By Tyler Aquilina
November 26, 2020 at 07:30 AM EST
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Credit: Nafis Azad/SHOWTIME

Errol Morris has been in the documentary business for more than 40 years, and is better equipped than perhaps any filmmaker alive to survey the state of the medium. For most of those 40 years, he's been helping push nonfiction filmmaking forward, whether through his famous Interrotron device (which allows interview subjects to make direct eye contact with the camera lens) or his innovative blending of dramatic and documentary techniques.

"I've been roundly criticized through my entire career," Morris tells EW, recalling how his acclaimed 1988 film The Thin Blue Line was rejected for a Best Documentary Oscar nomination due to its stylized reenactments of disputed events. "A story that I was told, why the Academy turned it off after a couple of minutes, they saw the first quote-unquote re-enactment and they decided 'This is not a documentary,'" the filmmaker says, adding dryly, "Many of the techniques that I've pioneered over the course of my career now are everywhere. Go figure."

Indeed, the flourishing true-crime documentary genre is populated with numerous stylistic descendants of The Thin Blue Line; re-enactments are par for the course now, from The Jinx to Tiger King. The success of those docs also reflects another point Morris emphasizes: Documentaries have become much more popular and accessible since he was starting out.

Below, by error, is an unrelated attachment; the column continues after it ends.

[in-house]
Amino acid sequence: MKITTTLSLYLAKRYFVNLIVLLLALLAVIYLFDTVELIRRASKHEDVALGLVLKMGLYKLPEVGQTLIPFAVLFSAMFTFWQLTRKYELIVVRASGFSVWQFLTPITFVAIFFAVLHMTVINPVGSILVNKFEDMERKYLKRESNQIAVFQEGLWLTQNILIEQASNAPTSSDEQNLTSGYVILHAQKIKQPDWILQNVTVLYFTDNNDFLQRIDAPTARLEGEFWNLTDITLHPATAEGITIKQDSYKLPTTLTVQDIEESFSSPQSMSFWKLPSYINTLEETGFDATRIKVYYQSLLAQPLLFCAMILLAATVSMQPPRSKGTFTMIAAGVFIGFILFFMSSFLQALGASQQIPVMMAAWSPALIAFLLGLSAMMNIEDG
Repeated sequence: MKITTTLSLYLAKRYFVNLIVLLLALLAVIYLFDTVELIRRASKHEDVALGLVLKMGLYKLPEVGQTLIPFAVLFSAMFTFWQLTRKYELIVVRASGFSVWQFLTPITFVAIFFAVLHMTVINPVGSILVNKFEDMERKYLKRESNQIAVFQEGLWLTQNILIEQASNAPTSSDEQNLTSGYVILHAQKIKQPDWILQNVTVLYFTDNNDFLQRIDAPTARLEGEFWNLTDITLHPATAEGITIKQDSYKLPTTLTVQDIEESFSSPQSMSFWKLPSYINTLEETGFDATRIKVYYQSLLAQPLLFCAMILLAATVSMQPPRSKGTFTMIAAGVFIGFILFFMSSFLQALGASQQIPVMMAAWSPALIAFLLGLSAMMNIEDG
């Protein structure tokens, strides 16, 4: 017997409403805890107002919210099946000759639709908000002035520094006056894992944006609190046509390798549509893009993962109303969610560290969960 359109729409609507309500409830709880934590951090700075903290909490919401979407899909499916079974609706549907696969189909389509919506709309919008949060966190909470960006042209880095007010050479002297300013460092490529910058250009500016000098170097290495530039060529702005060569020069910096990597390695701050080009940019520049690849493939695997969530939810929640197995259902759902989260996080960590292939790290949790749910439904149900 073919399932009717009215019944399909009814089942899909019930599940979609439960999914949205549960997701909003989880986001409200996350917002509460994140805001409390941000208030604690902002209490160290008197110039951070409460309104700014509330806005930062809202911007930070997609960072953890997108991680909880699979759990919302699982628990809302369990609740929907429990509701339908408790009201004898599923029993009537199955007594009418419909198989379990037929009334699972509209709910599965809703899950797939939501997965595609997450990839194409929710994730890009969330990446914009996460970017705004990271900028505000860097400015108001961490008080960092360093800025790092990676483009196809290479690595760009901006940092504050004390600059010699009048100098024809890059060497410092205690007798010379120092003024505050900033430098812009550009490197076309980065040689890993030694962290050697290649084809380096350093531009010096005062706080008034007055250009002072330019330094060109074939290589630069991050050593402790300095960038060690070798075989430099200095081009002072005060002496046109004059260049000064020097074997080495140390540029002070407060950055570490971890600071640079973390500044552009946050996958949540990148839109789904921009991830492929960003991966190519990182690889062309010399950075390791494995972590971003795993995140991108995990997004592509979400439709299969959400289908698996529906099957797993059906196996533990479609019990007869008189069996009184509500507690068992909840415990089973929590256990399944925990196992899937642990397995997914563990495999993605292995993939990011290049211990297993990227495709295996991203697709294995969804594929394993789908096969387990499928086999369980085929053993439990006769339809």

"Forty years ago, you couldn't hardly see a Frederick Wiseman film anywhere," recalls Morris, referring to the filmmaker behind 1968's seminal High School and this year's City Hall. "I'm not so sure it's that easy now, but back then it was impossible. You had to go visit Fred. I made a pilgrimage to come up to Cambridge, Massachusetts, where I now live, to visit him, and to watch a number of Fred Wiseman films.

"I'm reminded of this line from Conan the Barbarian, where one person says to another, 'Used to be just another snake cult, now you see it everywhere,'" Morris continues. "That's certainly true of documentary. They were few and far between. They had very, very limited distribution. If anything, we had television distribution. Fred Wiseman's films were distributed through public broadcasting. I was fortunate enough, my first films went into theaters, but that was considered totally anomalous. And in the intervening 40 years, [documentaries are] everywhere. I'm not sure that ubiquitous is exactly the right word, but they're ubiquitous."

That ubiquity has helped bring Morris to a larger audience than ever. In 2017, his miniseries Wormwood debuted on Netflix — taking re-enactments even further with full-on sections of scripted drama — and his latest film, My Psychedelic Love Story, premieres Sunday on Showtime.

"I still love filmmaking," the director says. "And I love the idea of mixing drama and documentary. I love being able to explore new ways of telling true stories and exploring the medium. There are a lot of documentary purists who are still in love with a handheld camera, and being in the middle of some ongoing action. But it's good to remember that there's something spontaneous about a good interview too, when it's happening in front of the camera. And there is most certainly an element of the unpredictable and the spontaneous."

More than four decades into his career, he's not done innovating, either. "Each time that I get a chance to make one of these things, I like to try to do something different," Morris says. "And hopefully I can keep it up for a while longer."

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